The Xero Dry's hood didn't fit over most climbing or bike helmets very well, but we did find it adapted to most other pieces of headwear. Despite being on the larger side of non-helmet compatible hoods, we found the hood moved very nicely with our movement. When cinched, it maintained some of the better peripheral vision of any model we tested.
Breathability and Venting
During real-world use, we were impressed by the breathability in both of our Stairmaster tests.
The XeroDry's Gore-Tex Paclite fabric is one of the more breathable options out there, and its 2L construction means there are fewer layers of materials that the moisture has to pass through — as long as the jacket is cleaned from time to time.
This model doesn't have any traditional pit-zips, but REI claims both its front pockets, which are lined with mesh, can be used as core vents. While this is true, we didn't feel these pockets could dump a significant amount of heat or moisture.
Comfort and Mobility
This model offers good mobility, but isn't anything special. It provides moderate articulation and a slightly baggy, cut which helps minimize a restriction on movement. When we raise our arms up or forward, the hem pulls up a bit.
The Xero Dry's freedom of movement is average. It felt less clammy than most of the coated 2.5L or 3L jackets, and in general, was more pleasant feeling than most jackets in its price range.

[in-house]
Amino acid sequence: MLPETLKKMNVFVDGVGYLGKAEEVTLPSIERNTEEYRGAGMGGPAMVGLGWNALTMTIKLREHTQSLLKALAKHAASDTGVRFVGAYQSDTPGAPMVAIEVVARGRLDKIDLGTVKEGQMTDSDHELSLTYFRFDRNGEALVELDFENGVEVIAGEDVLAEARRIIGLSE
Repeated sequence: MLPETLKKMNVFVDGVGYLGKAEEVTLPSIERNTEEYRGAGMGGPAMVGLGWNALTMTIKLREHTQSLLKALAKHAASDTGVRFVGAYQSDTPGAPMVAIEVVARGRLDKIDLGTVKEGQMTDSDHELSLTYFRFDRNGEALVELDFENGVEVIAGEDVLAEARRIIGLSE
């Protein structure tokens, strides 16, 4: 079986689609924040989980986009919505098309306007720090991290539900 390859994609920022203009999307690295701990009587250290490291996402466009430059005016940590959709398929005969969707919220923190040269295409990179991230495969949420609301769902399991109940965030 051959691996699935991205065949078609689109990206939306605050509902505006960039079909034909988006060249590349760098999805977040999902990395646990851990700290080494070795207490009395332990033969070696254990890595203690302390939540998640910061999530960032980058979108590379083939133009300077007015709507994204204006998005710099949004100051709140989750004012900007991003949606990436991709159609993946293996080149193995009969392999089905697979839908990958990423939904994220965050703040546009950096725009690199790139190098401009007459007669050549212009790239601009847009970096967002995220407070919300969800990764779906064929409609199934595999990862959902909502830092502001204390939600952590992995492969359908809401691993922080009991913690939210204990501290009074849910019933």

With that said, the feel of its internal fabric was pretty slippery, and just didn't feel as nice as models with traditional Gore-Tex, like the REI Stormbolt or Arc'teryx Zeta SL.
This model has one convenient pocket, and two slightly raised handwarmer pockets. We loved the set up and functionality; the handwarmer pockets were just high enough to keep them from pinching under the waist belt of a pack, and were still accessible with a pack on.
At 12.5 ounces, the Xero Dry is on the lighter side of Gore-Tex options, with only the Arc'teryx Zeta being lighter (among models that feature a brand name fabric).
It's light enough to keep most backpackers, mountaineers, and hikers happy, but for those looking for more of a just in case option, the Outdoor Research Helium is a scant six ounces, albeit less stormworthy, breathable, and versatile.
Among sub 16 ounce rain jackets, this model is pretty middle of the road when it comes to durability. It isn't the toughest, but it isn't fragile either.
It offers average tear and abrasion resistance, and will provide plenty of durability for most backcountry trips. It wouldn't be our first choice for a trip that involves extended bushwhacking. Its DWR isn't particularly impressive, and its 2L Gore-Tex Paclite material means it should be cleaned frequently.
This model does pack down slightly smaller than average, but only by a little. It isn't the tiniest, but for the amount of storm protection and breathability it provides, it is reasonable in size and compresses small enough to keep most hikers and backpackers happy.
The XeroDry, with its 2-layer Gore-Tex Paclite construction — and price tag — is an insanely good deal. At this price, it is more in line with most propriety models that generally offer far less performance.
The REI XeroDry GTX packs in a ton of performance for the cost. While it isn't our favorite jacket, it is one of the best performing for the price. For the price, you get a Gore-Tex piece of rainwear that offers better breathability and storm protection than most shells that are sold at a similar price. Its compressed volume and weight will keep most outdoor enthusiasts happy, and its hood design and elevated pockets are similar to what you might find on a higher-end model — that costs nearly double the price. Is the Xero the best all-around jacket? No. However, it is an incredibly solid jacket that will more than meet the needs of most people.
— Ian Nicholson